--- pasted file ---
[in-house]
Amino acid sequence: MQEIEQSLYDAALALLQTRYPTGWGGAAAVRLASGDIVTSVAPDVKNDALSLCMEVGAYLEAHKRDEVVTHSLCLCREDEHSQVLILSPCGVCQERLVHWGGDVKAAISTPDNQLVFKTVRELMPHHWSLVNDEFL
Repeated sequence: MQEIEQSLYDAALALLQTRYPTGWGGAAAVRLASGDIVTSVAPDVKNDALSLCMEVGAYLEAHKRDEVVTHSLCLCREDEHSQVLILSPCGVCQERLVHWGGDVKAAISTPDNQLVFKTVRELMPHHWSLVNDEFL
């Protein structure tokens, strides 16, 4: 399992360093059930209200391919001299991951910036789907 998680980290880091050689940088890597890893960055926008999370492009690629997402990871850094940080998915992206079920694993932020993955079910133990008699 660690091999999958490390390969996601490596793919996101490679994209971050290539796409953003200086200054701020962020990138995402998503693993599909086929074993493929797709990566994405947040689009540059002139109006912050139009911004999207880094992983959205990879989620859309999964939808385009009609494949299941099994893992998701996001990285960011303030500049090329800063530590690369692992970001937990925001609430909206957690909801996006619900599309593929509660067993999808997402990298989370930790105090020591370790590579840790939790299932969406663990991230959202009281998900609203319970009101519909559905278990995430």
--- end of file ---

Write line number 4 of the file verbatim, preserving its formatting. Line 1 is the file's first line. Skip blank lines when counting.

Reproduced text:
């Protein structure tokens, strides 16, 4: 399992360093059930209200391919001299991951910036789907 998680980290880091050689940088890597890893960055926008999370492009690629997402990871850094940080998915992206079920694993932020993955079910133990008699 660690091999999958490390390969996601490596793919996101490679994209971050290539796409953003200086200054701020962020990138995402998503693993599909086929074993493929797709990566994405947040689009540059002139109006912050139009911004999207880094992983959205990879989620859309999964939808385009009609494949299941099994893992998701996001990285960011303030500049090329800063530590690369692992970001937990925001609430909206957690909801996006619900599309593929509660067993999808997402990298989370930790105090020591370790590579840790939790299932969406663990991230959202009281998900609203319970009101519909559905278990995430």